Travel

My Kenyan Experience


Taejeong Woo, known in Kenyan circles as “Jay”, is a BA International Relations student at the University of Nairobi and an Intern at KOTRA Nairobi.

When did you begin your studies in Kenya?

I began my studies in June 2017. But, because there were a couple of strikes, an election week and many demonstrations, I have barely studied yet. (Tears!)

What do you love the most about Nairobi?

Nairobi’s weather is the best in the world. The weather here has always made me feel so relaxed, ridding me all the stress from work and study. Breathing the air, the air breezing all over my face, is just my favorite thing!

What are some of the culture shocks you encountered upon landing in Kenya?

I had some shocking experiences. Upon my arrival in Kenya, I could not carry my entire luggage, so I asked for help from an employee at JKIA. He out rightly replied, “If you give me two dollars, I will help.” I wondered why he would ask for money to help me carry stuff within a short distance!

Another experience I had was being mugged in the taxi on my way to Westlands. A guy put his hand through the car window, grabbed my phone and ran away. I was SPEECHLESS. These are not culture shocks per se but rather a side of Kenya that I had not expected.

Do you get in touch with other Koreans in Kenya? Are you close?

Yes, I met a few Koreans. Since there are only two Korean students in University of Nairobi, I barely get the chance to get close to many. But, I have met some Koreans from the Korean Church in Kenya and we are quite close.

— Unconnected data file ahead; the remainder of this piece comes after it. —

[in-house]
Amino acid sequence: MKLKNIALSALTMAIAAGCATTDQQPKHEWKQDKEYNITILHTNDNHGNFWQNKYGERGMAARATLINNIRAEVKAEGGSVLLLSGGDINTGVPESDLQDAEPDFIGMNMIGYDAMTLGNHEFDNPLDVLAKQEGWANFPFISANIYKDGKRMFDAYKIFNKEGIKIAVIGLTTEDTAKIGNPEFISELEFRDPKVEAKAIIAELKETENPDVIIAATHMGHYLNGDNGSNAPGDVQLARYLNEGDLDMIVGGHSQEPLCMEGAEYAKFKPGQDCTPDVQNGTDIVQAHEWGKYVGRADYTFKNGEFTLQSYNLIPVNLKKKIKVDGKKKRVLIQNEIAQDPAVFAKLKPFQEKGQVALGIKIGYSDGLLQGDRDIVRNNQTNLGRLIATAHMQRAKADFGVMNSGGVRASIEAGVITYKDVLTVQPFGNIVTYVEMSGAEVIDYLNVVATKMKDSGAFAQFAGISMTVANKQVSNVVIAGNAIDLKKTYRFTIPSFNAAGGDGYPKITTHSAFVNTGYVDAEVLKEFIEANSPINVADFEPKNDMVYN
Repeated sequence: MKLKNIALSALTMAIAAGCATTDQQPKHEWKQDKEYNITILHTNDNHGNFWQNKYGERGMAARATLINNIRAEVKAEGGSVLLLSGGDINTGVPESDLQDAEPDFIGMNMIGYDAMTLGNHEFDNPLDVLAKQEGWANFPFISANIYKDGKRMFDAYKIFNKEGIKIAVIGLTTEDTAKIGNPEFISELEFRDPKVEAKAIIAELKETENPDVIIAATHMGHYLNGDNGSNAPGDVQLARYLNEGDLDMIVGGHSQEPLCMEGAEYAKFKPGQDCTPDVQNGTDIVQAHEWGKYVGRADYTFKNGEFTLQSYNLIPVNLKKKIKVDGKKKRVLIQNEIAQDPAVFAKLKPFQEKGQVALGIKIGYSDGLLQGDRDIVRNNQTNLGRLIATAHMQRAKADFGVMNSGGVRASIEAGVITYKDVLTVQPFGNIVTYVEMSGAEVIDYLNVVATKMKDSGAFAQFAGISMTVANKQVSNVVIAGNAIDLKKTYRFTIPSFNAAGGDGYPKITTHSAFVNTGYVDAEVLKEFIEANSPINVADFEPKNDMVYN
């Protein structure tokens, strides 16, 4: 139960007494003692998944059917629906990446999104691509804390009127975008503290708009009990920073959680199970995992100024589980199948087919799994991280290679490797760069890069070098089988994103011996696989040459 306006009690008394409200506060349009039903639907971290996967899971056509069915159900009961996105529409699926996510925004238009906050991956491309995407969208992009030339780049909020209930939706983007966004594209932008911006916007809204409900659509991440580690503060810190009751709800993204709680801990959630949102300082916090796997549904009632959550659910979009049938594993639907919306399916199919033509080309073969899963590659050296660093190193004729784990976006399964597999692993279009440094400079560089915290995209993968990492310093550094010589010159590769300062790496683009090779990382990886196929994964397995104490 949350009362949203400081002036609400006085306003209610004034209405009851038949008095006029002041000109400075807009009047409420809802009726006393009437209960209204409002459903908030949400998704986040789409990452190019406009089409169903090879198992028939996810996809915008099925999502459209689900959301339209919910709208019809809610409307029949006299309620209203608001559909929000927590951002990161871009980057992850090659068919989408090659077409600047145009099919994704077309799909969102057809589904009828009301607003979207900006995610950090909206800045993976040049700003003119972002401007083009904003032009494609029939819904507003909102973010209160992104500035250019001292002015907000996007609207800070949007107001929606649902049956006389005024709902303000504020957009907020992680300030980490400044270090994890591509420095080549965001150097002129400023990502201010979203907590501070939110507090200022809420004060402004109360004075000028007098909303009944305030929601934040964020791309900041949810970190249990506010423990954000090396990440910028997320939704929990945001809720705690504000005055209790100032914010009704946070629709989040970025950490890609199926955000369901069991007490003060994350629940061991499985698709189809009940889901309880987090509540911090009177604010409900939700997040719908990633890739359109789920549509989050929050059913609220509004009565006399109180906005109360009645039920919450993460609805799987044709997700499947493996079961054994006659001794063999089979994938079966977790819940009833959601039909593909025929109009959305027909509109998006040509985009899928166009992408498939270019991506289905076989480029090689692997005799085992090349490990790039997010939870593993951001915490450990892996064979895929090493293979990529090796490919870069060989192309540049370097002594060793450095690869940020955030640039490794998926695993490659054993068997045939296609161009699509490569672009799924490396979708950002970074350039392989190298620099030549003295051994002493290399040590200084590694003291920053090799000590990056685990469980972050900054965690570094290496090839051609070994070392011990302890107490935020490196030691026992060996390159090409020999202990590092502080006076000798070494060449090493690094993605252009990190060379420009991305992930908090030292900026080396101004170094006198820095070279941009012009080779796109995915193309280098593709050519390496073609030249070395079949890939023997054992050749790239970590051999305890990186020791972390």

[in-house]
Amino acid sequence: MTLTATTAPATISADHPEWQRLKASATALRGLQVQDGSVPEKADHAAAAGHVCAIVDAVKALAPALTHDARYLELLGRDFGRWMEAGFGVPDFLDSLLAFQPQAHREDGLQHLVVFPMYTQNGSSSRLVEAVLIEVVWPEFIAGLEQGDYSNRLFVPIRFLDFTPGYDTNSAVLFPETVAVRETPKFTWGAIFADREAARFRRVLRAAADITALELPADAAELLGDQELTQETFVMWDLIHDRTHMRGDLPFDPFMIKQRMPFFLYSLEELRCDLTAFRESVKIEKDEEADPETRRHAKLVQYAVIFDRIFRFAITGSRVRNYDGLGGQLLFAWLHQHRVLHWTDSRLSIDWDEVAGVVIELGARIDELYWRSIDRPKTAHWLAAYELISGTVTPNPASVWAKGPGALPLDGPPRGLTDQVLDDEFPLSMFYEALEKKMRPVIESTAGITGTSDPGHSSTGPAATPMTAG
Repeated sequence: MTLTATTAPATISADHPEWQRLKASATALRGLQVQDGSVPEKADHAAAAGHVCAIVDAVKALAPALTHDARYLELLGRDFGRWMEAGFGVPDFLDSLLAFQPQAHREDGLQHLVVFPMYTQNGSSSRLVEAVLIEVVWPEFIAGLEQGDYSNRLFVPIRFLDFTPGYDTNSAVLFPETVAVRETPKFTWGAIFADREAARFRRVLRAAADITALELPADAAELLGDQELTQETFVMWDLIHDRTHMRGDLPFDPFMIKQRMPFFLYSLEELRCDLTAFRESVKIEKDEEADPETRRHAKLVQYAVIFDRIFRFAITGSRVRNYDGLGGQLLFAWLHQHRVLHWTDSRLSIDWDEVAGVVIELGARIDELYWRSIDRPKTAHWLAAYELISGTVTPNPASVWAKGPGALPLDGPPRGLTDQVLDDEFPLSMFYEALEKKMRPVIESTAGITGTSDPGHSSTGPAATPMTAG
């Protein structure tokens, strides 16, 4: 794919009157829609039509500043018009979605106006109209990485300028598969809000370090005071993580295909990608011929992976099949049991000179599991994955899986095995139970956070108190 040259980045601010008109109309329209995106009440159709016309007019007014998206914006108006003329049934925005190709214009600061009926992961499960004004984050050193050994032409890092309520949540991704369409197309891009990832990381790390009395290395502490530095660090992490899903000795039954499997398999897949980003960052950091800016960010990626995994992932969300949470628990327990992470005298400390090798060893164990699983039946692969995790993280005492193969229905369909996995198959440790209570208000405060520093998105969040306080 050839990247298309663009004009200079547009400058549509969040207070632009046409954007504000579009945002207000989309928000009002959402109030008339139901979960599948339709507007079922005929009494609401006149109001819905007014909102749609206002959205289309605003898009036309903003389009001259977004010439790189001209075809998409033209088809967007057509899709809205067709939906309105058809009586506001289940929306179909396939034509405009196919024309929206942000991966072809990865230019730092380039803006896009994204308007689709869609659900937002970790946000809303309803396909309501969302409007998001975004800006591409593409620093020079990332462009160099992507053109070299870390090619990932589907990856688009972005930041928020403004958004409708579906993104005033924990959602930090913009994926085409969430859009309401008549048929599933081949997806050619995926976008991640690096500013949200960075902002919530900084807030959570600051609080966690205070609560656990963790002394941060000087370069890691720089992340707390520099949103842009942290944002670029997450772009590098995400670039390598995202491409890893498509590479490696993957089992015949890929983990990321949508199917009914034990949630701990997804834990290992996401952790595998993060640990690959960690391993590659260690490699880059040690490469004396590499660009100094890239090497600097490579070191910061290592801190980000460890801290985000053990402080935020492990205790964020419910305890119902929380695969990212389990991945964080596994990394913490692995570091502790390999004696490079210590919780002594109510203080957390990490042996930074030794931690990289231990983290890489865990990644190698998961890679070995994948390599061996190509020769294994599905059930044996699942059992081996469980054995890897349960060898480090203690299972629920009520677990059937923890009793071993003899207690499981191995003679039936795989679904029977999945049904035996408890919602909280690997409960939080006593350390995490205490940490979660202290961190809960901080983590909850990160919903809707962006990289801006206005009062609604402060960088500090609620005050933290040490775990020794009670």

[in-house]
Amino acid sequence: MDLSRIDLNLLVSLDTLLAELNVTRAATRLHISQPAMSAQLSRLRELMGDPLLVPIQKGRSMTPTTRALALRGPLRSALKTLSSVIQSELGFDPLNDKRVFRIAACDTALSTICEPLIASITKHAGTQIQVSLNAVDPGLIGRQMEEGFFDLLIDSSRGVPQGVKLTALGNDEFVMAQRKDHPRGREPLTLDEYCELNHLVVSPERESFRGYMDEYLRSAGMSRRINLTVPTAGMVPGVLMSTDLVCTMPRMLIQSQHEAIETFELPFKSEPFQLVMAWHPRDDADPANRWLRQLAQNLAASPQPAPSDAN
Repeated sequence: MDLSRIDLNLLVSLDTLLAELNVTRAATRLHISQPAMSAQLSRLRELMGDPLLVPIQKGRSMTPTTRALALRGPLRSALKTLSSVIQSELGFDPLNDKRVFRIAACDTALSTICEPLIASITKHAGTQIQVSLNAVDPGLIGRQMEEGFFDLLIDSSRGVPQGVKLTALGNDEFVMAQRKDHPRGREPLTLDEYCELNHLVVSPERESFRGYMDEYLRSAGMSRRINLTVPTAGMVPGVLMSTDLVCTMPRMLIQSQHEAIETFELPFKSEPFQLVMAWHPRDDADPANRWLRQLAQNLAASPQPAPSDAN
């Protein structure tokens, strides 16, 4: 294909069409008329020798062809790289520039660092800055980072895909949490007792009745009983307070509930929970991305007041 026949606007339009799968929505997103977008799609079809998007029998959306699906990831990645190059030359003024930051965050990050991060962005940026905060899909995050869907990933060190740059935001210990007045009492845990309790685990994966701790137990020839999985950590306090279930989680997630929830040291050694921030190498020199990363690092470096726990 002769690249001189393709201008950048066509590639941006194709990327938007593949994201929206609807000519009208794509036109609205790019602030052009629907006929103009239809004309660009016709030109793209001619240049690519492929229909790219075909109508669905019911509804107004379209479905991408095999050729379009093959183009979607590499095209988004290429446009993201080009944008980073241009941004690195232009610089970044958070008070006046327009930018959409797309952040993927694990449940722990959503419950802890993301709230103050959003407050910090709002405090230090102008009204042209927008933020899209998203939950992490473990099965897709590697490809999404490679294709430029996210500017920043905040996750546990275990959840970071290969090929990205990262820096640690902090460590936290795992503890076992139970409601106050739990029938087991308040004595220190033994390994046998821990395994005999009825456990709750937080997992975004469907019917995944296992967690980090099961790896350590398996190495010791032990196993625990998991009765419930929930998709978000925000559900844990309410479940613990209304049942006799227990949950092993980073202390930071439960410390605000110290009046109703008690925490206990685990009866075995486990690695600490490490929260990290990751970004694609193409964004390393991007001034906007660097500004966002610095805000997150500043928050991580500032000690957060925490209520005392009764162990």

What advice do you have for Koreans who would want to study or visit Kenya?

At UoN, there are some Professors who are frequently late to classes for almost an hour. I guess this is called “Kenyan time”. Also, there are times when we can write notes for three hours non-stop. And then the black outs!

Surprisingly, UoN students do not rely   too much on anyone, neither professors nor school to get things done. Even if they don’t have proper textbooks for themselves, they will find a way out. When there is no electricity, they will pull out their phones, light them with the passion to learn. They find their own way to study rather than taking a back seat and making excuses.

These things I have learned here and I can only call them “legit Kenya”.  Here, in Kenya, you might face one of the most unbearable difficulties that you wouldn’t want to encounter. However, you will learn more after overcoming them. You will see yourself grow up. You will see the real Kenya. You will get people to help you from the beginning of your journey.

So, why not pay a visit?

Jay


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